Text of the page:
The Treasury Department's rules released Thursday target moves by states like New York, New Jersey and California — where residents could see substantial increases in their federal tax bills next spring because of the $10,000 cap on state and local deductions. The cap was put in as a compromise to eliminating the deductions completely, as part of the massive GOP tax package pushed by President Donald Trump and enacted late last year.

But the new rules' "dollar-for-dollar" limit also applies to many other states that already have charitable funds offering tax breaks — and those programs too could be hurt by the rules. Those states include solidly Republican ones and others with relatively low taxes.

Experts say the issue likely will have to be resolved by the federal courts.


Cigna, Express Scripts shareholders vote for planned combo

UNDATED (AP) — Cigna shareholders are backing the insurer's planned takeover of pharmacy benefit manager Express Scripts, a deal that activist investor Carl Icahn had urged them to reject earlier this month.

Cigna says about 90 percent of votes cast on Friday were in favor of the roughly $52-billion deal, which also received broad approval from Express Scripts shareholders.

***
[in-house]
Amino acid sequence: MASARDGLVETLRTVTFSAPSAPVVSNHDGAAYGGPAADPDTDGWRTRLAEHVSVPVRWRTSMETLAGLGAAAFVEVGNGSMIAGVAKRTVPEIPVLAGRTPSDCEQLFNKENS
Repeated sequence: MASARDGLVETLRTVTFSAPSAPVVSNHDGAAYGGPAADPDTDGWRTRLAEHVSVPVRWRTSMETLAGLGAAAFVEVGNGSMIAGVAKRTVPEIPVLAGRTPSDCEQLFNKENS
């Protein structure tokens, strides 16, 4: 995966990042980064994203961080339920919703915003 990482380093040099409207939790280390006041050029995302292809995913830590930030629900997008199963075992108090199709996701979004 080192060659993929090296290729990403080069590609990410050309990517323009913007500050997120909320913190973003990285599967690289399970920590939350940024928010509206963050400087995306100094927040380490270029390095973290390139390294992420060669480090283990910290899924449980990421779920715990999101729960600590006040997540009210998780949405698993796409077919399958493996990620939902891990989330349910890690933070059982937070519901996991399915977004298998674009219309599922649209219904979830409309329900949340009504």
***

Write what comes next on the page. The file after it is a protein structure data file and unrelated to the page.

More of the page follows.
Icahn had warned shareholders in an open letter that Cigna Corp. was paying too much for St. Louis-based Express Scripts Holding Co. But other shareholders and the proxy advisory firm Institutional Shareholder Services backed the acquisition plan, which was announced earlier this year.

The deal still needs regulatory approval. Bloomfield, Connecticut-based Cigna expects to close it by the end of the year.

Shares of both companies advanced slightly with broader markets in midday trading.


Utilities pivot from power plants to grid work for profits

RALEIGH, N.C. (AP) — Electric utilities are pouring billions of dollars into a race to prevent terrorists or enemy governments from shutting down the power grid and everything that depends on electricity in America's hyper-connected society.

The U.S. Department of Homeland Security detailed last month how Russian hackers have targeted the nation's energy grid. Officials said they could have caused major blackouts, but instead, the hackers appeared more focused on reconnaissance.